Downloadable ContentDownload PDF
A comparison of bee fauna in two Northern California coastal dune systems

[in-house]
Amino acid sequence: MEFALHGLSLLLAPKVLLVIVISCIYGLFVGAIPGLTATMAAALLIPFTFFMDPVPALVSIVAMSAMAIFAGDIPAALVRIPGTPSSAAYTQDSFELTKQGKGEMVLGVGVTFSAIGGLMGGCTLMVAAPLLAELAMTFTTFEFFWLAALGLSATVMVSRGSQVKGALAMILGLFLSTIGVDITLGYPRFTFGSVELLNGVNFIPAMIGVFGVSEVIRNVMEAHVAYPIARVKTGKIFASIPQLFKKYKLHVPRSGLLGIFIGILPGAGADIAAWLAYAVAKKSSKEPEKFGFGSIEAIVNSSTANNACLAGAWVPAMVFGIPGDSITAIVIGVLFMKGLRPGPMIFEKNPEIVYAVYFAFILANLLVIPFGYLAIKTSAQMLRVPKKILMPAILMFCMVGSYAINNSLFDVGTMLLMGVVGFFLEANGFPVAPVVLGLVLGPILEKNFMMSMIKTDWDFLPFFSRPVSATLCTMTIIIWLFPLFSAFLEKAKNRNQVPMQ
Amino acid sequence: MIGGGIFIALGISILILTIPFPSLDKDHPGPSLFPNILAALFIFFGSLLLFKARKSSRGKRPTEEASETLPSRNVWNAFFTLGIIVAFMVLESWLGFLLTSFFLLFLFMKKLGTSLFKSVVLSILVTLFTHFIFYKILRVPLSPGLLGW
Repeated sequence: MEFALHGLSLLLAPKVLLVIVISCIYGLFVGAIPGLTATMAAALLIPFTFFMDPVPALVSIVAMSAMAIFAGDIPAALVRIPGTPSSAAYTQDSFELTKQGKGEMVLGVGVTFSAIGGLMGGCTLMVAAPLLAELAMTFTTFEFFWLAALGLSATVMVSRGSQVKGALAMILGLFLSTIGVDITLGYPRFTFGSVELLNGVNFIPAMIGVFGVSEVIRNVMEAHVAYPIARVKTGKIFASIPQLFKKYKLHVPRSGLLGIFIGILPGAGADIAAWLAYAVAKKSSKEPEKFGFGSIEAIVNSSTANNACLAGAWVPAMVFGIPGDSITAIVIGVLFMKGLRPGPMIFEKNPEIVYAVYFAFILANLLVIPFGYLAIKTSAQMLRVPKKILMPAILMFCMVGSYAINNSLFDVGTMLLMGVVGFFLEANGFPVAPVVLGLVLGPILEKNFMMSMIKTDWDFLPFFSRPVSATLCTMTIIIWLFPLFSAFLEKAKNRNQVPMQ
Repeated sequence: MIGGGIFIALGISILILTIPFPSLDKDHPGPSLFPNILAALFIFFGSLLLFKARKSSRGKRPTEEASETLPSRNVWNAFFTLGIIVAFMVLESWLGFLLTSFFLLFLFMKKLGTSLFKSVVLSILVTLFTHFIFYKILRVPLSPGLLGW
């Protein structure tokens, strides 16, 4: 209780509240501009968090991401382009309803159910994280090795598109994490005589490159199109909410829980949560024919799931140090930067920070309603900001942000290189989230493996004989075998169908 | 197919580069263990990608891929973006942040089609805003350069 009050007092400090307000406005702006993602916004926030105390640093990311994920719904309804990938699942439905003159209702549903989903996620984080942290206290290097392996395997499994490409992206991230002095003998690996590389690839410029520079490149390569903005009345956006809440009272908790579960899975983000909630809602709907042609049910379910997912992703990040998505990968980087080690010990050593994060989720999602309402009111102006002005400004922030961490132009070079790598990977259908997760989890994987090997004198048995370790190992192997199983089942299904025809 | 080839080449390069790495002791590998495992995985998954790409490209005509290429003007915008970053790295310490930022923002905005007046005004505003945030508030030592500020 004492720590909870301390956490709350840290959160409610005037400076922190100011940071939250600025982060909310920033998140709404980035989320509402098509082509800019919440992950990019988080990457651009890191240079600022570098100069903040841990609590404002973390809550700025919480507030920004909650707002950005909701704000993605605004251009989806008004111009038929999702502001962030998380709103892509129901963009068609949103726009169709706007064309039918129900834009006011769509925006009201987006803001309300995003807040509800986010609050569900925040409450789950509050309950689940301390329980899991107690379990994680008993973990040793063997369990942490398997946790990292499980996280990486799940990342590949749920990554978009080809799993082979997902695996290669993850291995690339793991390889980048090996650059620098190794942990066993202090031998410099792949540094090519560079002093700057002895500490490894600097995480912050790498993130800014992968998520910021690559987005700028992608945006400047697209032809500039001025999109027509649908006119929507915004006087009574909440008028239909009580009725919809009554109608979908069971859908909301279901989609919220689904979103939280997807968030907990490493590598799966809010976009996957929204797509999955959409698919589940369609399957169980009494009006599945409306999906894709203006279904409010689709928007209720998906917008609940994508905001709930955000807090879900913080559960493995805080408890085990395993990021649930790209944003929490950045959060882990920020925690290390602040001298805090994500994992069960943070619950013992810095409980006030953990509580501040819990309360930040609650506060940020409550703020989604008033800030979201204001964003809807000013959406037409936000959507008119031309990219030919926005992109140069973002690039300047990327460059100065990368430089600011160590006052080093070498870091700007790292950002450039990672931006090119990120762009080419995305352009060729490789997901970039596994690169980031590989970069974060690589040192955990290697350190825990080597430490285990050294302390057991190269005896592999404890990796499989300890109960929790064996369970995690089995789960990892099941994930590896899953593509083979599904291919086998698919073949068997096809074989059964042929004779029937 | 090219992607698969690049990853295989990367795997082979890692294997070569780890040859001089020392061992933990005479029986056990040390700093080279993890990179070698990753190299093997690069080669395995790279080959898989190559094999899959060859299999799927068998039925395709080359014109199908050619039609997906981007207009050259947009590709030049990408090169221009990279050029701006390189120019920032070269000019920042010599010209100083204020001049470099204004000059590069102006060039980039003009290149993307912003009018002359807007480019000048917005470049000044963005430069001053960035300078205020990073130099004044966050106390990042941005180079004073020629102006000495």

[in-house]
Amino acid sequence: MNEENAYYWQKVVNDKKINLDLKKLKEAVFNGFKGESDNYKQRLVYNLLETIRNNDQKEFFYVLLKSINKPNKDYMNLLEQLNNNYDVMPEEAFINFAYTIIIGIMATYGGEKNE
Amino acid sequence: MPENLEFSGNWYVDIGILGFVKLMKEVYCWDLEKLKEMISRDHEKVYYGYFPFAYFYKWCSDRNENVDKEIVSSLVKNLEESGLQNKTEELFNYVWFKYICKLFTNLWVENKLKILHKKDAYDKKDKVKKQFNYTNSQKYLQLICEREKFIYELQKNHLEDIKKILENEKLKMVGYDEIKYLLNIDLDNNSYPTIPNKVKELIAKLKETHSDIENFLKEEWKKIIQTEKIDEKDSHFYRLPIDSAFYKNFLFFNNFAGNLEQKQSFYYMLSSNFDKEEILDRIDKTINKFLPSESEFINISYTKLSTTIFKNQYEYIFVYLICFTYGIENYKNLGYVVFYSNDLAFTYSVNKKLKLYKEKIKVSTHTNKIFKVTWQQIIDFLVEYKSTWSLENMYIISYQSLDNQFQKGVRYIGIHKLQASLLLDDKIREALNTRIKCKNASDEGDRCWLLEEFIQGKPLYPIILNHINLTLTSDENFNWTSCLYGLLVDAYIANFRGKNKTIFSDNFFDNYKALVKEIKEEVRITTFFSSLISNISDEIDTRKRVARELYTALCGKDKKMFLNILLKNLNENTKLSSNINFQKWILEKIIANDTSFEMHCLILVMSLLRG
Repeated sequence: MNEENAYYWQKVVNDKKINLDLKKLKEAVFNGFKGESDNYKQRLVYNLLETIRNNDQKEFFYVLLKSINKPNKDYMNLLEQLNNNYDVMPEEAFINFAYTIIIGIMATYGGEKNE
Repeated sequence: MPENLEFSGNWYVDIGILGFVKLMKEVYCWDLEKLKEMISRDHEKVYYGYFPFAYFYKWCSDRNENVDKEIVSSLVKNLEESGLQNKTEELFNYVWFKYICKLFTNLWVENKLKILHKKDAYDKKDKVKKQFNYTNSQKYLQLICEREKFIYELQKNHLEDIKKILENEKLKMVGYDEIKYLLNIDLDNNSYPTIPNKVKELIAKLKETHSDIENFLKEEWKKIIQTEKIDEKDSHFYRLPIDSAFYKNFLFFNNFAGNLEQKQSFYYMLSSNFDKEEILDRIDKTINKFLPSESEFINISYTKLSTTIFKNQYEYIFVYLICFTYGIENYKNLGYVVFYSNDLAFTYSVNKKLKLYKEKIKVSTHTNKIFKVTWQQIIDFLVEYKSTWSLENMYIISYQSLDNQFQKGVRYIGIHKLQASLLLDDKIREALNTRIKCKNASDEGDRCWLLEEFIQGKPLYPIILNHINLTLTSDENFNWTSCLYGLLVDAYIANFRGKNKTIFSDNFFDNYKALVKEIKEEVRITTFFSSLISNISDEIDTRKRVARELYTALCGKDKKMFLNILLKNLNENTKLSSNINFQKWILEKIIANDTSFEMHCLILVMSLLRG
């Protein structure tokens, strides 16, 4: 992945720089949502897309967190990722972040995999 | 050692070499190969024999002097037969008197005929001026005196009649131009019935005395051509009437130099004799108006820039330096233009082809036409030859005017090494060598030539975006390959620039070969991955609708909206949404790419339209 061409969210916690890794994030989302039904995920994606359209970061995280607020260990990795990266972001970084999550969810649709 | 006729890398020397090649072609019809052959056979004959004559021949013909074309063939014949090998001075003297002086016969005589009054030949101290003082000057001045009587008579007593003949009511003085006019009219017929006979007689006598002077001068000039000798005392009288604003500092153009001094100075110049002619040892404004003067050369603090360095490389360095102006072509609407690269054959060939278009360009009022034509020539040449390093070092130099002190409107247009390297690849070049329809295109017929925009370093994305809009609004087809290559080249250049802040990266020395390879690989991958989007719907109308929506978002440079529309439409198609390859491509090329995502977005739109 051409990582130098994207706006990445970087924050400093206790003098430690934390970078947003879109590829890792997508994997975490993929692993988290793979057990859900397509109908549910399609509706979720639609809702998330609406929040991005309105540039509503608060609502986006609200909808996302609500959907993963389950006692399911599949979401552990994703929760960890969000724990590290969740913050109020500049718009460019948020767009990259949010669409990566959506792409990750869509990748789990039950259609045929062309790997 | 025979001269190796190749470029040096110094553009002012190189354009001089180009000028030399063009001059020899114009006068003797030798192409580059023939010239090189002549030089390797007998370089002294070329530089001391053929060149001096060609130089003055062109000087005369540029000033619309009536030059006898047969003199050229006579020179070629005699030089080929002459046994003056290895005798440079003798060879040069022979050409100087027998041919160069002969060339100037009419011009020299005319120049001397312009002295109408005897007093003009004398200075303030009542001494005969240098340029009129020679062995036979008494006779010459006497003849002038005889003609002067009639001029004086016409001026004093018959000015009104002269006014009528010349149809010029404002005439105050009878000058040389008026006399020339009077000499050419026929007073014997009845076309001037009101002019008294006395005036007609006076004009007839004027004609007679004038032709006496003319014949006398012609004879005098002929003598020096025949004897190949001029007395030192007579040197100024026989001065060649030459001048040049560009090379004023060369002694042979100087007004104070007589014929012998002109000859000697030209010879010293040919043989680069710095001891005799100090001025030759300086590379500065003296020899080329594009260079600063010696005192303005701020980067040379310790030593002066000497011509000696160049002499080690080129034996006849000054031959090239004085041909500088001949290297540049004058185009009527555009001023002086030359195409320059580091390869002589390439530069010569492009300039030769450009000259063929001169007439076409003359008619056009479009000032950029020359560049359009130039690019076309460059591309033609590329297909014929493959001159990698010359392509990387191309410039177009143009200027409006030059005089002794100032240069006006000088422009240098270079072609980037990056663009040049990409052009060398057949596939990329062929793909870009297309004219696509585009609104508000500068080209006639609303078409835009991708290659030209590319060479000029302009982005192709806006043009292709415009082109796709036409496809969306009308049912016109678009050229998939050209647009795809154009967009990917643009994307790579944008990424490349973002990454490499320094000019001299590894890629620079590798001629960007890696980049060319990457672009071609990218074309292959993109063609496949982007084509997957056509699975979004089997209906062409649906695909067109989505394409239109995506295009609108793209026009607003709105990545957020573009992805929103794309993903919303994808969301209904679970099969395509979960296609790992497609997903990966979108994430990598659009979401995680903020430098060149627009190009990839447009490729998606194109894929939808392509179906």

Baseline information is needed to protect pollinators in at-risk ecosystems. One such system, Tolowa Dunes (Crescent City, California), in northern California, is undergoing habitat fragmentation caused by an introduced, invasive plant, Ammophila arenaria. My study had two purposes: 1) to gather baseline data on the bee fauna at Tolowa, and 2) to explore possible relationships between bee fauna and available floral and nest resources in Northern California coastal dune systems. In particular, I assessed whether the presence of invasive non-native plants such as A. arenaria affected the bee fauna at Tolowa. Surveys were conducted at Tolowa from March through August 2007 to establish baseline information about the bee community, floral abundance, floral visitation, and bee nest substrate. Vegetation cover, determined from existing data, was used to explore the relationship between bee fauna and landscape at three spatial scales (100 m, 250 m and 1,050 m). Using existing data from previous studies, I compared the bee fauna I found at Tolowa to that of two other Northern California coastal dune ecosystems: the North Spit of Humboldt Bay (near Eureka, California) and Bodega Head (Bodega Marine Research Station at Bodega Bay, California). These three areas vary in the composition of their invasive non-native plant communities and bee resources, so comparing these areas can reveal relationships between bee fauna and these environmental factors. Bee abundance and species richness at Tolowa were positively correlated with intact, native dune vegetation, especially when the rare plant, Phacelia argentea was present. A negative correlation was found between cover of A. arenaria, coastal scrub, and total exotic vegetation versus the abundance and/or richness of all bees. NMS ordination found a scale-dependent relationship between bees and vegetation at 100 m and 250 m, where there was a positive relationship between solitary bees and intact, native dune vegetation. At all scales, solitary bees were negatively associated with A. arenaria, coastal scrub, and total exotic vegetation. Differences between the bee faunas at Tolowa, the North Spit, and Bodega Head are possibly explained by differences in nest substrate availability. For example, Melissodes pallidisignata is a bee that requires compacted sand for nesting. This bee was absent at the North Spit (where there is little of this nest substrate), but was present at Tolowa and Bodega Head, where compact sand is abundant. Differences in bee faunas at these locations are also possibly explained by differences in floral composition and abundance; while exotic vegetation was positively correlated with abundance of common Bombus spp. at the North Spit, a similar correlation was not found at Tolowa. Possibly, this is because invasive plants at the North Spit provide some floral resources, whereas at Tolowa the only invasive plant is A. arenaria, which provides no floral resources for bees. My results suggest that the diversity of the coastal bee community at Tolowa is at risk due to habitat fragmentation from A. arenaria invasion.